Are you developing a service and planning to make it publicly available? Do you want developers of mobile applications to get integrated with your API fast and painless? Do you care how stable and predictable mobile applications using your service are?

Below you can read about a bunch of decisions concerning API architecture because of which new features in Allegro mobile apps were not delivered as fast as we expected and which caused problems with stability.

Many requests to build one view

In our backend we have a microservices architecture. Each service supports a narrow area of business logic. Let’s look at an example of how the introduction of microservices has affected our mobile development:

Offer details

Above you can see Allegro application for Android presenting the offer “Woman handbag Wittchen shopper”, with a minimal delivery cost of “0.00 zł” and seller reliability equal to “99.5%”. Offer details, delivery costs and seller rankings are supported by 3 microservices, so a smartphone had to make 3 requests to show the above view:

  • GET /offers/{offerId}
  • GET /delivery-prices/{delivery-list-id}
  • GET /sellers/{sellerId}

Mobile developer had to:

  • define 3 different data models
  • implement sending 3 different requests
  • make 3 error handling routines
  • handle view refreshing — 3 times
  • requests are usually sent asynchronously — 3 async requests increase the level of complexity

The same procedure applied to all our applications: for Android, iOS and Windows Phone, so the amount of needed work was multiplied by 3.

In the microservice architecture the mobile app had to send many requests to display one view. It made our application less reliable. That’s because phones often use poor internet connections and each additional request increases the probability of failure.

To avoid these problems, we introduced a Service Façade also known as a Backend For Frontend (BFF):

Offer details

Now, the BFF service sends one response with all data needed by the mobile app. Of course BFF is tightly coupled with client requirements, so it can be developed when the UX team delivers view mockups.

Owing to BFF, mobile developers integrate new features more quickly, views in mobile apps are refreshed faster (there are still 3 requests, but these are all internal requests within the datacenter) and applications are more stable. Additionally we use fewer mobile data packets and save phone battery.

Lack of documentation about nullable fields

At the very beginning we didn’t care which fields in API responses could return nulls. So our swagger documentation did not have any hint about which fields were optional. For example pure auctions on Allegro could not be bought using “buy now”, so they did not have any buyNowPrice. Our swagger documentation looked like this:

Swagger example without optional

Mobile developers had to predict for which fields null value handler need to be implemented. They made the predictions based on their knowledge of Allegro operations. However, it was hard to find all border cases in such a big system, so the predictions were not accurate. Users noticed it, when our application crashed from time to time.

So, we made it clear in the API documentation in which fields the null values should be expected. We also added a short description for the cases that returned null.

Swagger example with optional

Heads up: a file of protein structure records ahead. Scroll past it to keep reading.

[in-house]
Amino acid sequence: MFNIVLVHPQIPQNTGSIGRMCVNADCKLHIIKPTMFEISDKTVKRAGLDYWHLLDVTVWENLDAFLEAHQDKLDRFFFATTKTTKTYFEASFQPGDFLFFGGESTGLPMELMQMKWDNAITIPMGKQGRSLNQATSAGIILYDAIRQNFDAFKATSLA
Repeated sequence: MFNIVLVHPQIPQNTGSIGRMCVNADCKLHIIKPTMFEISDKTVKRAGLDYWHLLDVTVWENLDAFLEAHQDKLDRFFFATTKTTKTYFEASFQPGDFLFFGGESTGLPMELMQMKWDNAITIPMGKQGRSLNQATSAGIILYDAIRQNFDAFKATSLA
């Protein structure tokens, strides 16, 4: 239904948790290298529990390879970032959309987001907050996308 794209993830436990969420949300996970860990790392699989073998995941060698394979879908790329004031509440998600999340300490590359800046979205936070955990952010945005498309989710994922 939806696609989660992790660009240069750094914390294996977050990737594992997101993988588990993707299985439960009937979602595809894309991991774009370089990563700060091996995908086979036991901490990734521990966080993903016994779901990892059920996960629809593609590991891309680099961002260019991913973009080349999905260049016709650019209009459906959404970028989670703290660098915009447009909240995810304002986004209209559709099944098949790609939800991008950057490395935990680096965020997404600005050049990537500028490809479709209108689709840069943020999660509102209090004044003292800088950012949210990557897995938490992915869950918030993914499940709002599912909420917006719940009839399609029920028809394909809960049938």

The optional property appears when you omit the field name in API specification / required: Required in Swagger spec

The optional property in the documentation allows mobile developers to not have to predict where to expect nulls. Our testers can precisely recognize corner cases and test them.

Inconsistent error reporting

Each microservice at Allegro is developed by an independent team. After a few weeks following the introduction of the new architecture, we realized that each service had its own way to report errors. Let’s look at an example:

Inconsistent errors handling

The same “Resource not found” error was signaled by each service with a different HTTP status and JSON structure. As a result, mobile developers had to implement different error handling for every service.

Most applications communicate errors just by showing an appropriate message. In the above case, the message had to be figured out by the mobile developer. Good practice is to deliver a user message from the service.

To make this good practice clear and alive, we introduced REST API Guideline, where we descibed how errors should be reported.

In Allegro following JSON structure has to be returned in case of every error:

    "errors": [
            "userMessage": "Wybrana oferta została przeniesiona do archiwum",
            "message": "Offer not found",
            "code": "NotFoundException"


  • userMessage is a message ready to be shown for a user in the user’s language
  • message is a technical English message, for the mobile developer, often written to application log
  • code can be used to choose a special error handling strategy, for example the CaptchaRequired code should be followed by displaying the “Captcha view” instead of the userMessage

Consistent errors reporting allowed mobile developers to implement one generic error handling procedure, which just shows a userMesage delivered by the service. This is sufficient for 99% of errors. 1% of errors require special handling like redirecting the user to application preferences or refreshing the OAuth2 token.


In this article I presented 3 changes we have introduced into our REST API architecture, in order to speed up the delivery of new features into mobile applications. These changes need some extra work on the backend side, but it’s usually cheaper to do it in backend than in apps on 3 mobile platforms.

If you are curious about other good practices of designing REST API, study the full version of our REST API Guildeline.